ATLANTIC CITY — John Palmieri stepped down Tuesday as executive director of the Casino Reinvestment Development Authority as the agency faces changes when it loses millions in casino tax funds.
The CRDA announced at a special board meeting that Palmieri will leave at the end of the year. Deputy Director Christopher Howard will replace Palmieri, CRDA Board Chairman Robert Mulcahy said.
A state law that takes effect next year will divert about $20 million annually in the casino Investment Alternative Tax to help pay off Atlantic City’s crushing debt. Palmieri said the authority’s new direction with the reduced funds played a role in the decision to step down.
“The authority needs to reconsider what it does with the resources available,” Palmieri said. “I’ve been here for five years and two months, which is a long time for any appointed executive to serve. And so with that in mind and in consideration of new initiatives and the completion of the final year of the governor’s term, I just agreed with the chairman it was time to move on. I’m looking forward to, frankly, some time off.”
Palmieri will get a $225,000 severance, which is equal to one year of his salary, Mulcahy said. Howard will earn a $175,000 salary under a two-year agreement with CRDA.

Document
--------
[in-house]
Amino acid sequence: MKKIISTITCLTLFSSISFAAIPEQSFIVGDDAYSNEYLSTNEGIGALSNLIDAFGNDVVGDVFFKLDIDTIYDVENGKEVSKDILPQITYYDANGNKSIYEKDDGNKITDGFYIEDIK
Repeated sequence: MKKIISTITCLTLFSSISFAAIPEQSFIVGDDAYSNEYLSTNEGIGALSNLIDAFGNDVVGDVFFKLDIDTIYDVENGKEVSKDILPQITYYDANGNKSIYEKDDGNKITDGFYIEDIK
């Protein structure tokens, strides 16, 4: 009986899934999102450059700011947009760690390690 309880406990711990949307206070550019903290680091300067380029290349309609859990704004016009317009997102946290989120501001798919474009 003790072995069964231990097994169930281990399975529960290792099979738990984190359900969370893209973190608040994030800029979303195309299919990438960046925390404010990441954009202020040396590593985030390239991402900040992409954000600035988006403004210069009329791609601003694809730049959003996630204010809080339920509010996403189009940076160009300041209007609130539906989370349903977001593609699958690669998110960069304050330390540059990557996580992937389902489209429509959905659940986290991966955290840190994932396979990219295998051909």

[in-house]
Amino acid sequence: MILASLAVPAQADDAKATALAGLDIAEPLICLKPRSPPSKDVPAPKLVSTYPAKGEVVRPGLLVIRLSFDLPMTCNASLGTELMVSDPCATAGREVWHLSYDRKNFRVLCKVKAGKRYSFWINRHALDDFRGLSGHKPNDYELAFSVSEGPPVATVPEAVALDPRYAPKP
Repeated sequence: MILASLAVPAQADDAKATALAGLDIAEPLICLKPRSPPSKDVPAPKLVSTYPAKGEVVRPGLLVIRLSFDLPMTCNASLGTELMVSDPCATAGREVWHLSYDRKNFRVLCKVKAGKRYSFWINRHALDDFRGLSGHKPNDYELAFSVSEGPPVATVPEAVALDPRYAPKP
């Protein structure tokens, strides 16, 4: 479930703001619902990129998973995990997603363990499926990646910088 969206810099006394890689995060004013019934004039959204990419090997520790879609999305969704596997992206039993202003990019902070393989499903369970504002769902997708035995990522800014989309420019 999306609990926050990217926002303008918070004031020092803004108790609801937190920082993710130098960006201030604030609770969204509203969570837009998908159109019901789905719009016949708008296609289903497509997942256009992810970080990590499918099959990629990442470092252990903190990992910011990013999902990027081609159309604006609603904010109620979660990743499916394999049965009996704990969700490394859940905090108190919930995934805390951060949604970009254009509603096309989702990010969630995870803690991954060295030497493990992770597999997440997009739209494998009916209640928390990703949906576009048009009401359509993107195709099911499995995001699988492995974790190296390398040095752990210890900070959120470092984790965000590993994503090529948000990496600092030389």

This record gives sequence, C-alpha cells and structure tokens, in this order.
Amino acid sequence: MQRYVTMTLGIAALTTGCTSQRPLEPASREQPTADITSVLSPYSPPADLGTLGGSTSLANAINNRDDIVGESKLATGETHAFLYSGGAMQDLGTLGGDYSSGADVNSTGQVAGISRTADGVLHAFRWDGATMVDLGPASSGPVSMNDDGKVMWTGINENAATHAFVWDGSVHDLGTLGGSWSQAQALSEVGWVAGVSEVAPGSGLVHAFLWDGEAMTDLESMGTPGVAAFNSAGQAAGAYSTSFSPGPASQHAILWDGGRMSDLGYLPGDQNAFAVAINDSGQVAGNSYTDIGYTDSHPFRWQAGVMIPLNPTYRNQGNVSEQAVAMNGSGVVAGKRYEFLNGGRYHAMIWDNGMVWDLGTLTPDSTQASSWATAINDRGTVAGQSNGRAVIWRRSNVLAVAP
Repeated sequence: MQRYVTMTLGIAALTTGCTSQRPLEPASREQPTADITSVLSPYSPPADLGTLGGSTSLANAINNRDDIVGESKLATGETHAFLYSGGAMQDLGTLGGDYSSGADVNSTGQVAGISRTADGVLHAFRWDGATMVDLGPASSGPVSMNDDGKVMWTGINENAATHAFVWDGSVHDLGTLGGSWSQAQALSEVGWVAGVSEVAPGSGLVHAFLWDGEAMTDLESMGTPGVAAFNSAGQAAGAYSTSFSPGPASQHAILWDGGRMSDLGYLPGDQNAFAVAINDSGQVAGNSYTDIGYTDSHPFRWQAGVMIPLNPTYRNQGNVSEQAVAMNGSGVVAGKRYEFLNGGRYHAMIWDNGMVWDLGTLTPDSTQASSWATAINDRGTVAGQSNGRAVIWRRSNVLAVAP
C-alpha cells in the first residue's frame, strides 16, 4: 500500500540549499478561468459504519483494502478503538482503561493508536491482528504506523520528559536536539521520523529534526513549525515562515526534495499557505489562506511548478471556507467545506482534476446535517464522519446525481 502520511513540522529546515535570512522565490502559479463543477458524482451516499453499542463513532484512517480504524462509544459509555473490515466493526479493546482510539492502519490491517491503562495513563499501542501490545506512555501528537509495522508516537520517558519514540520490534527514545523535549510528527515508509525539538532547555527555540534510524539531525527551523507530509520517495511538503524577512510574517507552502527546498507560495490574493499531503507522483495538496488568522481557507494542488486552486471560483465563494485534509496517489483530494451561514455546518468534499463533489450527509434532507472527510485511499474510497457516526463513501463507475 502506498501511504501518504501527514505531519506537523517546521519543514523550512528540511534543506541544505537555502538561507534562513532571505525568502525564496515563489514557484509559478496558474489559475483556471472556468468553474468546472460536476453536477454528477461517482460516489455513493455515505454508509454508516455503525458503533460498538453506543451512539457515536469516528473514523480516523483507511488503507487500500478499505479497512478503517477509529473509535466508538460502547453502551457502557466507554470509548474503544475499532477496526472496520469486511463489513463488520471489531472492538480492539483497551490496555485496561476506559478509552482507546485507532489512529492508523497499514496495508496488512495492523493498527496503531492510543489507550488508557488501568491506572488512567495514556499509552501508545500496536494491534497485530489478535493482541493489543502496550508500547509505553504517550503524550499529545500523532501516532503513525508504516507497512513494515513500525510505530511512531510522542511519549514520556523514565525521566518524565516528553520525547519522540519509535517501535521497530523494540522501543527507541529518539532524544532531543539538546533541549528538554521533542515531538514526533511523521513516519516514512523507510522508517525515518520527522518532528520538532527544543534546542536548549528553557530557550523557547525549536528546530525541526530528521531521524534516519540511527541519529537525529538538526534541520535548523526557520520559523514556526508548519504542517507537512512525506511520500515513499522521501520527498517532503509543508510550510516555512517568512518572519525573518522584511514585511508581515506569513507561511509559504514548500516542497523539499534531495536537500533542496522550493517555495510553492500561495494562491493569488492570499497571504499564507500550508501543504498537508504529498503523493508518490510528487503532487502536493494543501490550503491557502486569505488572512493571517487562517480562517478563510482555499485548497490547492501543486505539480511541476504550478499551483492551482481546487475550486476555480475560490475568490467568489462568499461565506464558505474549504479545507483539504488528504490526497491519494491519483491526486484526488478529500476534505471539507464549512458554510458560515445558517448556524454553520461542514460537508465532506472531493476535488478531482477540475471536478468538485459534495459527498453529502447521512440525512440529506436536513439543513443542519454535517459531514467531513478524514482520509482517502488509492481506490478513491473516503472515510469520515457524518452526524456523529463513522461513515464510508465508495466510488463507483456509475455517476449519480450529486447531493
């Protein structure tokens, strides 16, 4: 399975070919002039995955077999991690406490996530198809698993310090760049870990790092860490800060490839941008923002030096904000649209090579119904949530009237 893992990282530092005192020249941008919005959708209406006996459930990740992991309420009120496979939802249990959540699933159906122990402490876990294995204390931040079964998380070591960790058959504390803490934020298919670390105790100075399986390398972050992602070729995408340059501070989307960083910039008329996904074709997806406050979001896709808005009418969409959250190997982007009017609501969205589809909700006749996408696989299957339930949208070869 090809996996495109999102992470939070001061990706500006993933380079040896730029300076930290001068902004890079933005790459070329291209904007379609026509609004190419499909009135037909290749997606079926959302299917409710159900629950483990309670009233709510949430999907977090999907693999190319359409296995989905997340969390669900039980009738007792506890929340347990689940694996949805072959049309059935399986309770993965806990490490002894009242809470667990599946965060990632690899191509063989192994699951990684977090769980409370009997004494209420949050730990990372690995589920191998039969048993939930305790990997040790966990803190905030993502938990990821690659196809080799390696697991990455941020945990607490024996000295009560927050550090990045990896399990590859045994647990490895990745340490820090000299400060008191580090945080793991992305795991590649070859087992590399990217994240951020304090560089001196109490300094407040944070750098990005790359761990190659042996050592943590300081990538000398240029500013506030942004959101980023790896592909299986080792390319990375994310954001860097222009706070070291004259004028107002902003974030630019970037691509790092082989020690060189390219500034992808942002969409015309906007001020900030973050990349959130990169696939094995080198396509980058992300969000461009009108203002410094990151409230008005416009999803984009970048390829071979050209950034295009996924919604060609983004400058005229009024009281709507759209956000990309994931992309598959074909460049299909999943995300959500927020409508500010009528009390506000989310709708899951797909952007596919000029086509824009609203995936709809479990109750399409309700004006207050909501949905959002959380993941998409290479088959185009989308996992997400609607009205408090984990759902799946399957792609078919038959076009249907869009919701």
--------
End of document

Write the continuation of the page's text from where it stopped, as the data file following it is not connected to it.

Gov. Chris Christie appointed Palmieri in 2011 five months after CRDA assumed planning and development powers in the Tourism District, the zone encompassing the beach, Boardwalk, casinos, Marina District, Gardner’s Basin, Bader Field and downtown retail and entertainment districts. The state also gave CRDA control of Boardwalk Hall and the Atlantic City Convention Center.
Palmieri has overseen $1 billion in redevelopment initiatives and investment, a CRDA news release said. Recent CRDA investments include Bass Pro shops, conference centers at Harrah’s and Resorts, the paving of Pacific Avenue and 30 Class II police officers on the Boardwalk. CRDA also paid for summer beach concerts and a Miss America deal that was supposed to include a nationally-televised New Year’s Eve concert. The concert plans recently fell through,.
More controversial were CRDA’s actions in the city’s Southeast Inlet, where the authority has land banked vacant properties that the city can’t collected taxes from. CRDA has also publicly battled a piano tuner over the authority’s attempt to use eminent domain to take his home.
“It’s important to keep in my mind we spent about $8 million or $9 million assembling parcels, demolishing property, clearing sites and creating development parcels within the South Inlet,” Palmieri said. “Now you might argue ‘To what end?’ I think we’ve laid the groundwork for some good development that will obviously require an improving economy to get done.”
Palmieri grew up in Hoboken but spent most of his career in New England. He was director of the Boston Redevelopment Authority for four years before leading CRDA. He has led development efforts in Hartford, Conn., and Charlotte, N.C., and Providence, R.I. He spent 18 years in Providence, most of the time leading the city’s department of planning and development